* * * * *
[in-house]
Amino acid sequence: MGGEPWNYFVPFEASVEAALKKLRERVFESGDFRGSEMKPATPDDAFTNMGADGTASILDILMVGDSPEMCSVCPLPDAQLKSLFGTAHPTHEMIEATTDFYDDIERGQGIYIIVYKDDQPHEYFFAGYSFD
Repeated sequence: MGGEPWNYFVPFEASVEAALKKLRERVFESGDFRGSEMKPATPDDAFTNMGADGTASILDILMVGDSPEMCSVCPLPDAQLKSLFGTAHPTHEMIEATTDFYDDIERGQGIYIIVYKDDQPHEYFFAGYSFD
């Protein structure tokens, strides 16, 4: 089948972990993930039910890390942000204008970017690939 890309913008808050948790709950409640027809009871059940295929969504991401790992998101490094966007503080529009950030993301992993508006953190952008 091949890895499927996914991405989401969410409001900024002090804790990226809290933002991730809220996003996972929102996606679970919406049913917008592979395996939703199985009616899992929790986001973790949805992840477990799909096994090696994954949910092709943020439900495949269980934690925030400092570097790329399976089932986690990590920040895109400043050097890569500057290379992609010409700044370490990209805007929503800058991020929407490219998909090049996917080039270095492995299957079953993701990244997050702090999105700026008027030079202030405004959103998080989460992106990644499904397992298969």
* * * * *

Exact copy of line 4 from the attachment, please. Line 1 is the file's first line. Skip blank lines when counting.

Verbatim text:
């Protein structure tokens, strides 16, 4: 089948972990993930039910890390942000204008970017690939 890309913008808050948790709950409640027809009871059940295929969504991401790992998101490094966007503080529009950030993301992993508006953190952008 091949890895499927996914991405989401969410409001900024002090804790990226809290933002991730809220996003996972929102996606679970919406049913917008592979395996939703199985009616899992929790986001973790949805992840477990799909096994090696994954949910092709943020439900495949269980934690925030400092570097790329399976089932986690990590920040895109400043050097890569500057290379992609010409700044370490990209805007929503800058991020929407490219998909090049996917080039270095492995299957079953993701990244997050702090999105700026008027030079202030405004959103998080989460992106990644499904397992298969």